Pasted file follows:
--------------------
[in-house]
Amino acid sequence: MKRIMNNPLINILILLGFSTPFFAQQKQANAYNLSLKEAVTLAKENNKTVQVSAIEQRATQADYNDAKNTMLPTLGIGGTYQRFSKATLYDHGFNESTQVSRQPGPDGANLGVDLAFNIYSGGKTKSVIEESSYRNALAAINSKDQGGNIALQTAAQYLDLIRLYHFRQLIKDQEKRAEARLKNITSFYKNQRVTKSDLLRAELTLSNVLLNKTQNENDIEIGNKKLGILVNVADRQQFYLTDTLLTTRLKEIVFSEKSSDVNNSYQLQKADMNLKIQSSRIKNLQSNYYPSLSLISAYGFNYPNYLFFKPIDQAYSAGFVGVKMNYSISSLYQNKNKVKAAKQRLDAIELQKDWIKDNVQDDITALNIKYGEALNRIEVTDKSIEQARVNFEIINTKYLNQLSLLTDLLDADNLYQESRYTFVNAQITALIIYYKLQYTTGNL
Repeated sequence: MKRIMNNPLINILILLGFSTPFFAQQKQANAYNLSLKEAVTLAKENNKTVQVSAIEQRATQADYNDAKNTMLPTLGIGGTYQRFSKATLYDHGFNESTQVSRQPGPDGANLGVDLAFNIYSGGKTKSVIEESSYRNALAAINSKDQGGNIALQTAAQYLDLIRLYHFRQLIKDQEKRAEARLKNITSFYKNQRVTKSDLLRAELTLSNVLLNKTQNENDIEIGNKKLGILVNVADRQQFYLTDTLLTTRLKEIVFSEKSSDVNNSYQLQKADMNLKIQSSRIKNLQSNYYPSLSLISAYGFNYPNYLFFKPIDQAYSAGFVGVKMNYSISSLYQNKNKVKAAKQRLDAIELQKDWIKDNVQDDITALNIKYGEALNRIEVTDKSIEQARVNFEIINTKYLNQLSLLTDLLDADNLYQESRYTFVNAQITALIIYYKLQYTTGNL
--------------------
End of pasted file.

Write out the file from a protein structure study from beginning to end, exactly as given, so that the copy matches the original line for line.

[in-house]
Amino acid sequence: MKRIMNNPLINILILLGFSTPFFAQQKQANAYNLSLKEAVTLAKENNKTVQVSAIEQRATQADYNDAKNTMLPTLGIGGTYQRFSKATLYDHGFNESTQVSRQPGPDGANLGVDLAFNIYSGGKTKSVIEESSYRNALAAINSKDQGGNIALQTAAQYLDLIRLYHFRQLIKDQEKRAEARLKNITSFYKNQRVTKSDLLRAELTLSNVLLNKTQNENDIEIGNKKLGILVNVADRQQFYLTDTLLTTRLKEIVFSEKSSDVNNSYQLQKADMNLKIQSSRIKNLQSNYYPSLSLISAYGFNYPNYLFFKPIDQAYSAGFVGVKMNYSISSLYQNKNKVKAAKQRLDAIELQKDWIKDNVQDDITALNIKYGEALNRIEVTDKSIEQARVNFEIINTKYLNQLSLLTDLLDADNLYQESRYTFVNAQITALIIYYKLQYTTGNL
Repeated sequence: MKRIMNNPLINILILLGFSTPFFAQQKQANAYNLSLKEAVTLAKENNKTVQVSAIEQRATQADYNDAKNTMLPTLGIGGTYQRFSKATLYDHGFNESTQVSRQPGPDGANLGVDLAFNIYSGGKTKSVIEESSYRNALAAINSKDQGGNIALQTAAQYLDLIRLYHFRQLIKDQEKRAEARLKNITSFYKNQRVTKSDLLRAELTLSNVLLNKTQNENDIEIGNKKLGILVNVADRQQFYLTDTLLTTRLKEIVFSEKSSDVNNSYQLQKADMNLKIQSSRIKNLQSNYYPSLSLISAYGFNYPNYLFFKPIDQAYSAGFVGVKMNYSISSLYQNKNKVKAAKQRLDAIELQKDWIKDNVQDDITALNIKYGEALNRIEVTDKSIEQARVNFEIINTKYLNQLSLLTDLLDADNLYQESRYTFVNAQITALIIYYKLQYTTGNL